As it happened, on the table beside him was Bob’s newspaper, and suddenly the little boy seemed to see it for the first time.
“Here!” he said, delighted. “That’s Mary Jane!”
He was pointing to a picture of the Prince’s new fiancée. The Prince had met her just the other day, and they’d fallen in love at once, and the royal engagement was the main story of the week.
“She’s going to marry the Prince,” said Bob, “but she ain’t called Mary Jane. That ain’t the kind of name they give princesses.”
“I expect you must have got confused,” said Joan. “And you can’t go anywhere else tonight, that’s for sure. We’ll make you up a bed, my love, and you can sleep here, and we’ll find the proper place for you in the morning.”
“Ah,” he said. “I didn’t know that proper place, else I’d have gone there tonight.”
“Look, we’ll have to call you something,” said Bob.
“Something,” the boy said, as if he were memorizing it.
“A proper name,” said Joan. “Like…Kaspar. Or…”
“Crispin,” said Bob. “He’s the saint of shoemakers, he is. That’s a good name.”
“I bet there’s a saint of washerwomen too,” said Joan. “Only no one’s ever heard of her.”
“Well, if it’s a her, it’d be no good as a name for him, would it?”
“No, probably not,” she said. “I don’t suppose…I don’t suppose we could call him Roger, could we?”
Roger was the name they would have called a son of their own, if they’d ever had one.
“It’s only for tonight,” said Bob. “Can’t do any harm.”
“Little boy?” said Joan, touching his shoulder. “We got to call you a name, and if you ain’t got one of your own, we’ll call you Roger.”
“Yes,” said the little boy. “Thank you.”
They made up a bed in the spare room, and Joan took his clothes down to wash. They gave Roger an old nightshirt of Bob’s to wear, and very small he looked in it; but he curled up tight, looking for all the world as though he were trying to wrap a long tail around himself, and went to sleep at once.
“What are we going to do with him?” said Bob, squeezing the page boy uniform through the wringer. “He might be a wild boy. He might have been abandoned as a baby and brung up by wolves. Or rats. I read about a boy like that only last week in the newspaper.”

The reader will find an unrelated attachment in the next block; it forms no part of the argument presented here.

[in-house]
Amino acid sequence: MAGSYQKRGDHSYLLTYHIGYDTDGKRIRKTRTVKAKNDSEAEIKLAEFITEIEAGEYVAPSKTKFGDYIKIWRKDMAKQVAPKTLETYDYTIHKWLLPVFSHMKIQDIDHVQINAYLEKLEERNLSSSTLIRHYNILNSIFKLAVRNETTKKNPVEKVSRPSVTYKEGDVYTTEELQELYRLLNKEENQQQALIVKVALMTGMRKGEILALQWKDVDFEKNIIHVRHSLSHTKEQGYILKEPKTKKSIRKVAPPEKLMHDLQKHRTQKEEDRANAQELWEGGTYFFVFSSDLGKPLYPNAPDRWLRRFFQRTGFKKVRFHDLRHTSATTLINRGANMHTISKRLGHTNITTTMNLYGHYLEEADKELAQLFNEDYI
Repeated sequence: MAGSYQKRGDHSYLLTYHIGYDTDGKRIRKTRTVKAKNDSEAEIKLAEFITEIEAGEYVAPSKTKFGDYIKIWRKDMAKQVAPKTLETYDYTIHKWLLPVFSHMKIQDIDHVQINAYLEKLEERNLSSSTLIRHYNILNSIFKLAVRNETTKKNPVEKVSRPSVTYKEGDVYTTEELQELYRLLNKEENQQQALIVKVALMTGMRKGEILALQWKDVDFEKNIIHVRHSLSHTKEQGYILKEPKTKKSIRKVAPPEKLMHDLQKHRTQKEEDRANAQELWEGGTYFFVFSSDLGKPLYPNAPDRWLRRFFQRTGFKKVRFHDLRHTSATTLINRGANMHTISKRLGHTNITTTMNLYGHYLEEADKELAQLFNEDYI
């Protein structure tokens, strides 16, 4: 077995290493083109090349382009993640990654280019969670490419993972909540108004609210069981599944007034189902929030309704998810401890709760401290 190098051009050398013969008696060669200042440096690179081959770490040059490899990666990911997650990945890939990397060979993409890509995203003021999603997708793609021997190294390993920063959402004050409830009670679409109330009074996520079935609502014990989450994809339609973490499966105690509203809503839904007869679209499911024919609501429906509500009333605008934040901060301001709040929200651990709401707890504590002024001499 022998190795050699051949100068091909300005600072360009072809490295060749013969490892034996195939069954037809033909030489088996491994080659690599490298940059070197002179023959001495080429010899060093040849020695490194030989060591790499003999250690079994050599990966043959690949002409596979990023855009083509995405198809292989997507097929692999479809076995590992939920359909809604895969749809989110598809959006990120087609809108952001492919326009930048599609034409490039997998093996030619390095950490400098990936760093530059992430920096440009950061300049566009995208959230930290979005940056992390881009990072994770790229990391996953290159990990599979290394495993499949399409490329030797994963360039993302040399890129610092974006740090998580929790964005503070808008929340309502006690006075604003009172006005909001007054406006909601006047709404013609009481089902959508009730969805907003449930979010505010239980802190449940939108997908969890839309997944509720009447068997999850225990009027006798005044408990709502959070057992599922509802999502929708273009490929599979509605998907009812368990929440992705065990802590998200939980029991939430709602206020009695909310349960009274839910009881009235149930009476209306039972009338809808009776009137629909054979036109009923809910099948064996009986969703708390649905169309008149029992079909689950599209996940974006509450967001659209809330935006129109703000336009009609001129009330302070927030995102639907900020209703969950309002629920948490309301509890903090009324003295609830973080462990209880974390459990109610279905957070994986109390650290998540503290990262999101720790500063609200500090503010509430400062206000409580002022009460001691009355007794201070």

“Stuff and nonsense!”
“You don’t know,” he insisted. “He as good as told us. ‘I was a rat,’ he said. You heard him!”
“Rats don’t have page boy uniforms,” she said. “Nor they don’t speak, either.”
“He could have learned to speak by listening through the walls. And he could have found the uniform on a washing line,” Bob said. “You depend on it, that’s what happened. He’s a wild boy, and he was brung up by rats. You can read about that kind of thing every week in the newspaper.”
“You’re a silly old man,” said Joan.
Next morning, Joan found the little boy lying in a heap of torn sheets and a terrible tangle of blankets and feathers, fast asleep.
She was going to cry out, because she feared that something had come in at the window and attacked him in the night; but he was sleeping so peacefully among all the destruction that she couldn’t bring herself to wake him, though she was in despair over the damage.
“Come and look,” she said to Bob, and he stood open-mouthed in the doorway.
“It looks like a hen run after a fox has been in,” he said.
There wasn’t a sheet or a blanket that hadn’t been torn into strips. The pillow was burst open, and feathers lay like snow over the whole bed. Even Bob’s old nightshirt lay in tattered strips around
the thin little body on the mattress.
“Oh, Roger,” said Joan. “What have you done?”
The boy must have learned his name, because he woke up as soon as she said it and sat up cheerfully.
“I’m hungry again,” he said.
“Look what you’ve done!” she said. “What were you thinking of?”
He looked around proudly.
“Yes, it was hard, but I done it,” he said. “There’s a lot more that needs chewing and tearing, and I’ll do that for you later.”
“You shouldn’t tear things up!” she said. “I’ve got to sew them all together again! We don’t live like that, tearing things to pieces! Dear oh dear!”
The more she looked, the more damage she saw. It was going to take hours to repair.
Bob said, “Did you do that because you was a rat?”
“Yes!” said Roger.
“Ah, well, that explains it,” the old man said, but Joan was in no mood to listen.
“That’s got nothing to do with it! Never mind what he was, it’s what he is now that matters! You shouldn’t tear things up like this!” she cried, and she took his thin little shoulders and shook him, not hard, but enough to startle him.
“You come down the kitchen with me,” said Bob, “and I’ll tell you a thing or two. But first let’s have some more manners. You’ve upset Joan, so you have to say sorry.”
“Sorry,” said the boy. “I understand now. Sorry.”
“Come along,” said Bob, and took him by the hand. He could see Roger fidgeting and guessed what he wanted to do, and took him to the privy just in time. “Whenever you want to do that, you come in here,” he said.
“Yes, I will,” said the boy. “That’s a good idea.”